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Towards the Abolition of Suffering Through Science

An online panel focusing on reducing suffering & paradise engineering through the lens of science.

Panelists: Andrés Gómez Emilsson, David Pearce, Brian Tomasik and Mike Johnson

Note, consider skipping to to 10:19 to bypass some audio problems in the beginning!!


Topics

Andrés Gómez Emilsson: Qualia computing (how to use consciousness for information processing, and why that has ethical implications)

  • How do we know consciousness is causally efficacious? Because we are conscious and evolution can only recruit systems/properties when they do something (and they do it better than the available alternatives).
  • What is consciousness’ purpose on animals?  (Information processing).
  • What is consciousness’ comparative advantage?  (Phenomenal binding).
  • Why does this matter for suffering reduction? Suffering has functional properties that play a role in the inclusive fitness of organisms. If we figure out exactly what role they play (by reverse-engineering the computational properties of consciousness), we can substitute them by equally (or better) functioning non-conscious or positive hedonic-tone analogues.
  • What is the focus of Qualia Computing? (it focuses on basic fundamental questions and simple experimental paradigms to get at them (e.g. computational properties of visual qualia via psychedelic psychophysics)).

Brian Tomasik:

  • Space colonization “Colonization of space seems likely to increase suffering by creating (literally) astronomically more minds than exist on Earth, so we should push for policies that would make a colonization wave more humane, such as not propagating wild-animal suffering to other planets or in virtual worlds.”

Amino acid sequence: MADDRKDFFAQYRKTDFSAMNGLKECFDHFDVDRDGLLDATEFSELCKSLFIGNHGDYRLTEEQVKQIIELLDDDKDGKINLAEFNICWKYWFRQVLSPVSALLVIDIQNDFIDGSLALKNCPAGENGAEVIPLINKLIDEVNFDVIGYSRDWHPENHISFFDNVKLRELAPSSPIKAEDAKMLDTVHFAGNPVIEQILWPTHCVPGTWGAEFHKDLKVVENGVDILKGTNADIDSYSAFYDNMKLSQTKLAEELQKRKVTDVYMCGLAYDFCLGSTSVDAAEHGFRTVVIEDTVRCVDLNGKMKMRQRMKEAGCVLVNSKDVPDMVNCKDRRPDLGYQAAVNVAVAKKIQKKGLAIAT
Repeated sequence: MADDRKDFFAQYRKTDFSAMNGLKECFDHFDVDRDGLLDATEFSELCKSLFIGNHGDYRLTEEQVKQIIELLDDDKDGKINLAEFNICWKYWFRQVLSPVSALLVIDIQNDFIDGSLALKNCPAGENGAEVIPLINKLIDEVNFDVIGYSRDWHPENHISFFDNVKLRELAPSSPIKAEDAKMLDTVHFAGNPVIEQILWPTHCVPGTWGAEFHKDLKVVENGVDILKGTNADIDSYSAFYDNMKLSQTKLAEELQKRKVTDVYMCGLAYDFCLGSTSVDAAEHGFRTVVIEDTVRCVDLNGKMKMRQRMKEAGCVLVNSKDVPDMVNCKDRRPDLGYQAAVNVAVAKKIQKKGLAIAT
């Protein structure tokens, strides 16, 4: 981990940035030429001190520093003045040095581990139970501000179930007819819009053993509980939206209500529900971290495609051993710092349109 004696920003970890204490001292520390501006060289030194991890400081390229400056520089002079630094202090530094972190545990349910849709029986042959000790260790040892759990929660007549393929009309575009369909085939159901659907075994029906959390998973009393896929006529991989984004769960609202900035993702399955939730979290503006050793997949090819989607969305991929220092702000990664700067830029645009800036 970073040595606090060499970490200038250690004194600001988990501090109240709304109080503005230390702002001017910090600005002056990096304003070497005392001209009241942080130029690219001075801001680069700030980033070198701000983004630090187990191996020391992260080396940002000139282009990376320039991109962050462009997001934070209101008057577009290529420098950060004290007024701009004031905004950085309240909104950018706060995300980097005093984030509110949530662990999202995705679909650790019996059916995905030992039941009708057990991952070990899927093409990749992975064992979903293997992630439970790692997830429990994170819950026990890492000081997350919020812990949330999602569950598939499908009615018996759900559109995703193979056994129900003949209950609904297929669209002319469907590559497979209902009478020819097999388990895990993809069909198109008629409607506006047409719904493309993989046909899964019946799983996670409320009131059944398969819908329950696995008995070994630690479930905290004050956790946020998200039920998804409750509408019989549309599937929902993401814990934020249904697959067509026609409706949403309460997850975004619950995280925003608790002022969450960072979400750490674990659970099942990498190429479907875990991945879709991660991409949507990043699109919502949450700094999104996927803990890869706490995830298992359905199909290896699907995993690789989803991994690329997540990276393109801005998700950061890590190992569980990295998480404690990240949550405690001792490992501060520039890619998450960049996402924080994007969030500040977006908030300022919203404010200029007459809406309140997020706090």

• AGI safety “It looks likely that artificial general intelligence (AGI) will be developed in the coming decades or centuries, and its initial conditions and control structures may make an enormous impact to the dynamics, values, and character of life in the cosmos.”,
  • Animals and insects “Because most wild animals die, often painfully, shortly after birth, it’s plausible that suffering dominates happiness in nature. This is especially plausible if we extend moral considerations to smaller creatures like the ~1019 insects on Earth, whose collective neural mass outweighs that of humanity by several orders of magnitude.”

Mike Johnson:

  • If we successfully “reverse-engineer” the patterns for pain and pleasure, what does ‘responsible disclosure’ look like? Potential benefits and potential for abuse both seem significant.
  • If we agree that valence is a pattern in a dataset, what’s a good approach to defining the dataset, and what’s a good heuristic for finding the pattern?